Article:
One of my gripes about some commercial load testing tools is that they only provide a think time distribution (Z) that is equivalent to uniform variates in the client-script. If you want some other distribution, you have to code it and debug it yourself. Load test generators are essentially very expensive workload simulators; especially when you take into account the cost of the SUT platform. At those prices, a selection of distributions should be provided as a standard library—like they are in event-based simulators.
To make this point a bit clearer, I used the very convenient variate-generation functions in R to compare some of the distributions that I consider should be included in such a library for the convenience of workload-test designers and performance engineers. The statistical mean (i.e., the average think delay) is the same in all these plots and is shown as the red vertical line, but pay particular attention to the spread around the mean on the x-axis.
Uniform: The first plot (upper left) shows the default uniform distribution with a mean Z = 10 seconds and a range between 5 and 15 seconds. This is what a standard random number generator produces. Each call in the script will produce an explicit think delay somewhere around 10 seconds. The typical frequency of occurrence for each variate is shown in the y-axis. I’m using seconds here as the nominal time base for think delay.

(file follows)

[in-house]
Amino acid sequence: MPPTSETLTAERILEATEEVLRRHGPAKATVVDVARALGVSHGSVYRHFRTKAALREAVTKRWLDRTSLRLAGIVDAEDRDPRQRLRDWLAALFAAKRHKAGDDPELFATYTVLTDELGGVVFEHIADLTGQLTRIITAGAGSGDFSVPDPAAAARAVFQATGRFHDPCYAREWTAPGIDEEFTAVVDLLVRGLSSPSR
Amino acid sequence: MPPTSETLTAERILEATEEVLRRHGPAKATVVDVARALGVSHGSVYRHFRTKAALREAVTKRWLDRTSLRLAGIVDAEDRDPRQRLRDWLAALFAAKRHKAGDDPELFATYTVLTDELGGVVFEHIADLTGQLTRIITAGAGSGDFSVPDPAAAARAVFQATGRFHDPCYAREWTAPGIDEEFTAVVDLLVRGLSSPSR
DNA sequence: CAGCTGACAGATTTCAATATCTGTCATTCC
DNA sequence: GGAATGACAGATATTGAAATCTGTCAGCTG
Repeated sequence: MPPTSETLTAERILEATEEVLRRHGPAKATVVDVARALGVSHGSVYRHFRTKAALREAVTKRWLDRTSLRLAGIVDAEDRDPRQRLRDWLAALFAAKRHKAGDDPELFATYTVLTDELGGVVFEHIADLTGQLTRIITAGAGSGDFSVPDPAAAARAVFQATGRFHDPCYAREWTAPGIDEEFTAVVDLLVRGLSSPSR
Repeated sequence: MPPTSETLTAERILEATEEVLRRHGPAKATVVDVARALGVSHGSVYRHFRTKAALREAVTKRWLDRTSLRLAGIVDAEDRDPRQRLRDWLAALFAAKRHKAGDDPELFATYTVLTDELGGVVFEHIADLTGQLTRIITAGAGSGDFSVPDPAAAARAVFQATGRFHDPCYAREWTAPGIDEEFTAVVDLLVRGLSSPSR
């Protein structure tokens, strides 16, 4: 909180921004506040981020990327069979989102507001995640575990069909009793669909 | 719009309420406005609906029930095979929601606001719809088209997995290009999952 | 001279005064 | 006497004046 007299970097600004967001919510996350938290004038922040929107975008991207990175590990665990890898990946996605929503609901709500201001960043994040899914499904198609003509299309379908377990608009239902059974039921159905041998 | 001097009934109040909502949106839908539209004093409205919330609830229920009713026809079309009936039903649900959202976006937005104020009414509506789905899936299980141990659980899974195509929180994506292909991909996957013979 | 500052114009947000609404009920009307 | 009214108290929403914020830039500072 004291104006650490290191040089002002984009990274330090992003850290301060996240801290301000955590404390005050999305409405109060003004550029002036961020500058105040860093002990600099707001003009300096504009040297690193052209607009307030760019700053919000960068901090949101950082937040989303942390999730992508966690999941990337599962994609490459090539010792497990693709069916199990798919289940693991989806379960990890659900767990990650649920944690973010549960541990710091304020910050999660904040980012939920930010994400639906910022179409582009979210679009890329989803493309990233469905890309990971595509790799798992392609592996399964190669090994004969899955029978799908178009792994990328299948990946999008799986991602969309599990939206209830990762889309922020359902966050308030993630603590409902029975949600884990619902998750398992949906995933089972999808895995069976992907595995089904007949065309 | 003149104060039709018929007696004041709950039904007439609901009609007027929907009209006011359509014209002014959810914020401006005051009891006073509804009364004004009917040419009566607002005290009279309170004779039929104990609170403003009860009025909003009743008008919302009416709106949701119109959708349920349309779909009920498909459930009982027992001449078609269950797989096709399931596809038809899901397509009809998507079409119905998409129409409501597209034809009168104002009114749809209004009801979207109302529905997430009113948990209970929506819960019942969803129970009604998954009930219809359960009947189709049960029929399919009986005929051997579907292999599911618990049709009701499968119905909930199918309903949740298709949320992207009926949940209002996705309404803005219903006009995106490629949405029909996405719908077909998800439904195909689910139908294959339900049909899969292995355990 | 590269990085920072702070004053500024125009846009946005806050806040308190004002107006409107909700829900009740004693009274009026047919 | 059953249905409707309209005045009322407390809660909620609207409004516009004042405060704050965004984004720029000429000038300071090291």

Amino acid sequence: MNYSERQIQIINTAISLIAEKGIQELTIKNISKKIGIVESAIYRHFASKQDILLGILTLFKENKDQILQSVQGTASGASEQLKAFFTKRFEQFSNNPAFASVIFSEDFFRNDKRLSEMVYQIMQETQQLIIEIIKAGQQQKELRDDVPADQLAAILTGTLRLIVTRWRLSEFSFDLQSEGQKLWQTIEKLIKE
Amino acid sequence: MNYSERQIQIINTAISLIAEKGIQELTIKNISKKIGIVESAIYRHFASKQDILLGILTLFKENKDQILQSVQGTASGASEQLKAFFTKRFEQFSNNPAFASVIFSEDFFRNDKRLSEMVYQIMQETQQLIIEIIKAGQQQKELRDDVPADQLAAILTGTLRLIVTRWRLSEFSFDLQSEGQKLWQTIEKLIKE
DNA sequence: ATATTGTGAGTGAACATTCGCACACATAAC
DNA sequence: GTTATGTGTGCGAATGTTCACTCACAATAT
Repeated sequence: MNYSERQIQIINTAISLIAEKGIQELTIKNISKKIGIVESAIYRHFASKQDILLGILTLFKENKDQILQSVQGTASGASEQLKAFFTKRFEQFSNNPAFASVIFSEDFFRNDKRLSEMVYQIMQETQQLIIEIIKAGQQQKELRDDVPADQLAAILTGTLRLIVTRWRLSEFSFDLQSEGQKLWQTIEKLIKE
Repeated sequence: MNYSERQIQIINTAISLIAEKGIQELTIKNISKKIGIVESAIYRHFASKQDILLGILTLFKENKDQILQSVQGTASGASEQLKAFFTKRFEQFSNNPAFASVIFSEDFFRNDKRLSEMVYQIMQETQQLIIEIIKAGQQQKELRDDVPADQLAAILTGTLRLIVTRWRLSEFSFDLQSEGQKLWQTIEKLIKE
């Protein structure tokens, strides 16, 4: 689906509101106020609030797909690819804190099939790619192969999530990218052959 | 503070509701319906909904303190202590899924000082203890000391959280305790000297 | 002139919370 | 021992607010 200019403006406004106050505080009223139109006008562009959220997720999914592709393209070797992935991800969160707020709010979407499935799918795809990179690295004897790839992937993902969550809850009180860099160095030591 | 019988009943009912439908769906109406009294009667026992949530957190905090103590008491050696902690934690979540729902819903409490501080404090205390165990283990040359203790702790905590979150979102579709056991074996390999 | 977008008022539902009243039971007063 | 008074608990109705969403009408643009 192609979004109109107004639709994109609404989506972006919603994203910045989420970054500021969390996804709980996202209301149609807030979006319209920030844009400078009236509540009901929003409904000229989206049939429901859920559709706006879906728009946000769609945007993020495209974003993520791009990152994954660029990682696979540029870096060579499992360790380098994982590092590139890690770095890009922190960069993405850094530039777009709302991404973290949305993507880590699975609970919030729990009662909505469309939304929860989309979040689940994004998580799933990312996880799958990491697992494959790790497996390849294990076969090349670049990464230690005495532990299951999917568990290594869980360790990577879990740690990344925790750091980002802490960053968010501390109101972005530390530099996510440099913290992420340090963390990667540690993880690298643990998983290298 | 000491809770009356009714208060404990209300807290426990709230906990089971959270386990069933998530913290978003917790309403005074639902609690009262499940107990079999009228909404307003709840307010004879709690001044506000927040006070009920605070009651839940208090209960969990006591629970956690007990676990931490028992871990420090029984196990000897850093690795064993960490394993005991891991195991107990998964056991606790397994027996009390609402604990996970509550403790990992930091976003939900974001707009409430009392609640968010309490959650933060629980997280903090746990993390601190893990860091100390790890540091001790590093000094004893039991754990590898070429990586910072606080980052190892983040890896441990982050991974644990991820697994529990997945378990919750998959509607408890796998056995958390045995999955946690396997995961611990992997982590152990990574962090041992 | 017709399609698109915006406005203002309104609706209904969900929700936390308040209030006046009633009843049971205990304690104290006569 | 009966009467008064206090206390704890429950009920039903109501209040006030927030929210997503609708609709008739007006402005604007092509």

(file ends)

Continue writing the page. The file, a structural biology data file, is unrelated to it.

Exponential: One of the most common alternative delay distributions is the exponential distribution. There are two reasons you might want to use this distribution:
- It increases the likelihood of queueing and therefore detecting buffer overflows in the SUT
- It makes test results easily comparable to a PDQ model, which always assumes an exponential Z distribution
Gamma: Often there is considerable gnashing of teeth over the exponential distribution not being realistic. Quite apart from the usual academic technicalities, it’s a better choice than uniform. That said, a suitable generalization, which introduces more correlations into the arrivals, is the gamma distribution. Whereas the exponential distribution is defined in terms of a single arrival-rate parameter (λ), the gamma distribution is defined by two parameters: the shape (α) and scale (β). Setting α = 1 and β = λ, produces the exponential distribution.
Pareto: Finally, the Pareto distribution is suitable for simulating highly correlated arrivals, such as has been discussed ad nauseum in the context of Internet packets. The Pareto distribution emulates heavy-tailed or self-similar traffic. Since Perato is a hyperbolic-class function, it corresponds to infinite variance effects or almost constant variance over many decades, in practice.
I’ll have more to say about all this in our upcoming Guerrilla Data Analysis Techniques class in August.